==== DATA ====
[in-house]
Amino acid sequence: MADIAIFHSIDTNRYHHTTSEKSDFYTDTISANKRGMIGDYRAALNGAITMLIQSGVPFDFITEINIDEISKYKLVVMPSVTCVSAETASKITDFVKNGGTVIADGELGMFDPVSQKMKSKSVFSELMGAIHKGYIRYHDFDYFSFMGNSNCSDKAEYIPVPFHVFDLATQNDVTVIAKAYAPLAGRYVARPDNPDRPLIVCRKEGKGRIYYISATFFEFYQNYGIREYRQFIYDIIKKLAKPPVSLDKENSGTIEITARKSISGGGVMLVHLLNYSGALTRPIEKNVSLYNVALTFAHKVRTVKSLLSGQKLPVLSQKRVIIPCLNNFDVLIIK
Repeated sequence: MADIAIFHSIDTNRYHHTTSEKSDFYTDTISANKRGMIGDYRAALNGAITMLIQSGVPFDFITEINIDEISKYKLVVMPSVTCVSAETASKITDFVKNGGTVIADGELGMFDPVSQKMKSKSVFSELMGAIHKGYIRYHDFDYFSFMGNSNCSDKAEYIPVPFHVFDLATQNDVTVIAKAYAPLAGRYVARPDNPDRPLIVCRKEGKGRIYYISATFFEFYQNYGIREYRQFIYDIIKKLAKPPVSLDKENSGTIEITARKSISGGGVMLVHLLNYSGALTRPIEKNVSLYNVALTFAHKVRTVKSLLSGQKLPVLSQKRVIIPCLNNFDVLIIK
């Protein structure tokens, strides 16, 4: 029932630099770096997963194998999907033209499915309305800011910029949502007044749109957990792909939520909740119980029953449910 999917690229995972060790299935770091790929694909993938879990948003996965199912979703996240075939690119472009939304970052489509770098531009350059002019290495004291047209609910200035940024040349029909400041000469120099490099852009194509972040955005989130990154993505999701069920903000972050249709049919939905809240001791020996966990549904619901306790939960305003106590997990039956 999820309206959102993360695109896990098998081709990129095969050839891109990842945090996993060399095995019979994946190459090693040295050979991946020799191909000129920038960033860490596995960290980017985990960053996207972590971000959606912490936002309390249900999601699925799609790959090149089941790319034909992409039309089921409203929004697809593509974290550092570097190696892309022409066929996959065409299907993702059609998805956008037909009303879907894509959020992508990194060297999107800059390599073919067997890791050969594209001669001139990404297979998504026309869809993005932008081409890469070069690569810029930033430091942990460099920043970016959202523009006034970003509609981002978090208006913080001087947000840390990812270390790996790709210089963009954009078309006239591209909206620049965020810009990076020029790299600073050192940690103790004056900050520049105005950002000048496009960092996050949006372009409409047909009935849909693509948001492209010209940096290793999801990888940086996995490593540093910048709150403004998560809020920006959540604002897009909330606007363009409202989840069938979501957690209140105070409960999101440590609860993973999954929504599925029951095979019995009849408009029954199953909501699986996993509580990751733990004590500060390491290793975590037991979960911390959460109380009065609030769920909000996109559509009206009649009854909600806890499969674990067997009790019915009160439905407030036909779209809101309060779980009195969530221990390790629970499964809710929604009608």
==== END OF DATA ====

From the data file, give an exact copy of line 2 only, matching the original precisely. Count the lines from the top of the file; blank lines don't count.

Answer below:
Amino acid sequence: MADIAIFHSIDTNRYHHTTSEKSDFYTDTISANKRGMIGDYRAALNGAITMLIQSGVPFDFITEINIDEISKYKLVVMPSVTCVSAETASKITDFVKNGGTVIADGELGMFDPVSQKMKSKSVFSELMGAIHKGYIRYHDFDYFSFMGNSNCSDKAEYIPVPFHVFDLATQNDVTVIAKAYAPLAGRYVARPDNPDRPLIVCRKEGKGRIYYISATFFEFYQNYGIREYRQFIYDIIKKLAKPPVSLDKENSGTIEITARKSISGGGVMLVHLLNYSGALTRPIEKNVSLYNVALTFAHKVRTVKSLLSGQKLPVLSQKRVIIPCLNNFDVLIIK